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Excitement surrounds back-to-school plans

It's back to classrooms, computers, books and bulletin boards. Students, teachers and education support staff are already busily engaged in the new academic year, or are about to be very soon.
Students register for another year at the Estevan Comprehensive School. Classes start up tomorrow throughout the Energy City.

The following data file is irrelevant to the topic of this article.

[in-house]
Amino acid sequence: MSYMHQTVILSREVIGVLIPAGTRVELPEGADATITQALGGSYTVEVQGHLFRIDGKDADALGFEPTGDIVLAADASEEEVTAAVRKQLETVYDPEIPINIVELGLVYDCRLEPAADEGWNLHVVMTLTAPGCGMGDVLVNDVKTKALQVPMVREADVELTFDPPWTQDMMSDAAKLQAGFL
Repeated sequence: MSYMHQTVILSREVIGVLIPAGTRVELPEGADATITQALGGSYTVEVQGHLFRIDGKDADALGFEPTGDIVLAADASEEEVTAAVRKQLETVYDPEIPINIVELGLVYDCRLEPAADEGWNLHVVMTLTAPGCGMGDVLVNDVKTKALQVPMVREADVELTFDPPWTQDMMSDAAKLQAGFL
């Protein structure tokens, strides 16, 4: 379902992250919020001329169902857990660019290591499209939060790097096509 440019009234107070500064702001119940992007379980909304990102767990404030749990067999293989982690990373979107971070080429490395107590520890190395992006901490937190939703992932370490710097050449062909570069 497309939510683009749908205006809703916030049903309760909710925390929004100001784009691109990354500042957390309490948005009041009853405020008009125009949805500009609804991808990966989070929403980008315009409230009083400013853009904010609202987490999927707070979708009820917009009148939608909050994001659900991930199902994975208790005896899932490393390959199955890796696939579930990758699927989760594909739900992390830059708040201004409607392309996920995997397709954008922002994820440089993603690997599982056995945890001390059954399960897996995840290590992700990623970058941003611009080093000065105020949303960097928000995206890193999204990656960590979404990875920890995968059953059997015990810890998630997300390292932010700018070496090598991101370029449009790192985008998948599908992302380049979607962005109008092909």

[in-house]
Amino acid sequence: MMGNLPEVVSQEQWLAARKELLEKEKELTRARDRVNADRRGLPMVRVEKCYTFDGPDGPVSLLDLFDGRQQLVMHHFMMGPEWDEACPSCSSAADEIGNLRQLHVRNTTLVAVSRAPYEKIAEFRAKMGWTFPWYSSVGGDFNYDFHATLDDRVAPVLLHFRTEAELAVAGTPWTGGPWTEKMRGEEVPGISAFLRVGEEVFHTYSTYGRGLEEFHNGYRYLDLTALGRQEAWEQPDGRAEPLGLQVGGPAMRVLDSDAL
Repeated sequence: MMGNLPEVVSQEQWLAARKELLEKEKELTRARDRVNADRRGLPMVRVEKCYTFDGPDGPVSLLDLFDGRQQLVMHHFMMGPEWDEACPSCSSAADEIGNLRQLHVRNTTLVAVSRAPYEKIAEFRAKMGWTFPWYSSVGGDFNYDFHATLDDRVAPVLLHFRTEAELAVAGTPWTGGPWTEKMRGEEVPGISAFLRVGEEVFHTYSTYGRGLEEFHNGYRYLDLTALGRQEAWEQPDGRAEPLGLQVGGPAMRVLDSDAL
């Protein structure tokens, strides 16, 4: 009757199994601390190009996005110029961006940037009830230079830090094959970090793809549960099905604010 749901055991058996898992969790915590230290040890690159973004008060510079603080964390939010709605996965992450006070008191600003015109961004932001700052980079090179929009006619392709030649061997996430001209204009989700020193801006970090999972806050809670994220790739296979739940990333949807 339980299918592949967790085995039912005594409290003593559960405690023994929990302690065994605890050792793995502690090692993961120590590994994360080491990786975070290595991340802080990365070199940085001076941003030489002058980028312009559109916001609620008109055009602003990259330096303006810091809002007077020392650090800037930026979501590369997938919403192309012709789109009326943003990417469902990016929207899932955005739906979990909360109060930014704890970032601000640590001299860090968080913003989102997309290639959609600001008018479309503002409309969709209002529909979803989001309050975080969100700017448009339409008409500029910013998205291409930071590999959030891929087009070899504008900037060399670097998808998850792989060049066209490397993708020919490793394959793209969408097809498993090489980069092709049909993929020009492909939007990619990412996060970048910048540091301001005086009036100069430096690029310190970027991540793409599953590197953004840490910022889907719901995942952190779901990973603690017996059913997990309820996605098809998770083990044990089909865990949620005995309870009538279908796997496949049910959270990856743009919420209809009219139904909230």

It's back to classrooms, computers, books and bulletin boards. Students, teachers and education support staff are already busily engaged in the new academic year, or are about to be very soon.Of course with the arrival of every new school year, there is an air of excitement surrounding the facilities as students get caught up on the life and times of their friends while teachers and others eagerly meet and greet new arrivals within their fold. For the teachers in the South East Cornerstone School Division, there will be at least 32 newcomers to welcome into their ranks. Orientation sessions have already begun and according to director Marc Casavant, there will be a few occasions during the course of the year when these rookie educators will be provided an opportunity to get to know their fellow teachers and the Cornerstone system even better. "We not only need to recruit good new teachers, but we also want to keep them," said Casavant. With former Estevan principal Gord Husband now serving as a human resources administrator for the division, Casavant said he expected that the comfort level will improve. Who won't be so comfortable however, will be Cornerstone trustees who might have to look at the possibility of putting a few schools under review for possible closure within a year or two. It's an unpleasant task, but somebody has to do it and Estevan area trustee Pam Currie said she's prepared to move that agenda forward if it's deemed necessary.But there is a big rider attached. "Personally, I'm not in favour of putting any of our schools under review this year. Keeping education close to the kids is something I like," said the veteran trustee, referring to the fact that some schools with lower enrolments have advantages over the larger facilities on several fronts. "But we have a new guideline from the Education Ministry that tells us we must look at these schools if they don't meet the minimum attendance threshold and we would want to comply with these guidelines, I would think," said Currie. Casavant said there could be a few schools that won't meet the new criteria, but he cautioned that it would be regrettable if they moved too quickly on the matter. He pointed out, as an example, the recent situation at Ogema School where the minimum enrolment standards weren't being met a year ago. "They were at 65 students and weren't meeting the criteria, but this year, their anticipated enrolment is for well over 100. If the division had reacted too quickly, there would have been a missed opportunity," he said. Casavant said however, that it's difficult to read the minds of parents and he said he knows "they don't make decisions lightly as to where they're going to send their children and so we want to support them in their choices."The trustees will have until October to decide whether they are going to place any school under a review process. When it comes to teaching staff, the 32 vacant positions have been filled. More than half the vacancies came about due to retirements, Casavant said. Cornerstone has a teaching staff of over 500 for the more than 7,800 students who are expected to be enrolled this year in the 38 schools, including a brand new school in Oxbow. The only problem on that front is the fact that finding residential accommodations has become a challenge for some."Bus drivers, substitute teachers, education assistants these are positions that are always a challenge to fill, especially in the smaller communities, so we hope that with a new human resources person and plan in place, we'll relieve some of those pressures," Casavant said. As far as student enrolments are concerned, Casavant said "from an optimistic point of view and in light of what is going on around us, I'd be disappointed if we didn't see an increase again this year."Cornerstone's student population increased modestly by about 30 to 35 last year. Casavant feels a similar hike or more, could be recorded this year. Casavant said he, and others on the administrative and financial team, are eagerly awaiting the provincial government's decisions regarding funding for school divisions under the new mandate. He said they especially want to know how funding is going to be handled for major capital projects such as the anticipated renovation and expansion at the Weyburn Comprehensive School which will welcome junior high school students within the next three years. With an annual budget now in excess of $91 million, Cornerstone has moved into a new realm and the trustees and management want to know whether they will retain autonomy on the decision-making fronts, or whether they will be subverted by a provincial-wide system. "There are many uncertainties, including the funding models and whether we'll get a big bag of money to spend as we see fit, or get a bunch of smaller envelopes telling us how much, when, and how we can spend the money. But in the meantime, I'm getting excited about the new direction and vision we have as a school division. We have identified areas we felt we wanted and needed to pursue and we have a plan in place to monitor where we're going after initiating the changes that were needed," Casavant said. In the Holy Family Roman Catholic Separate School Division, there are also significant changes underway, including the addition of a new school and students and staff from the former Notre Dame school district. Attempts to contact Holy Family's director of education, Shelley Rowein, their official spokeswoman, prior to press deadline were unsuccessful.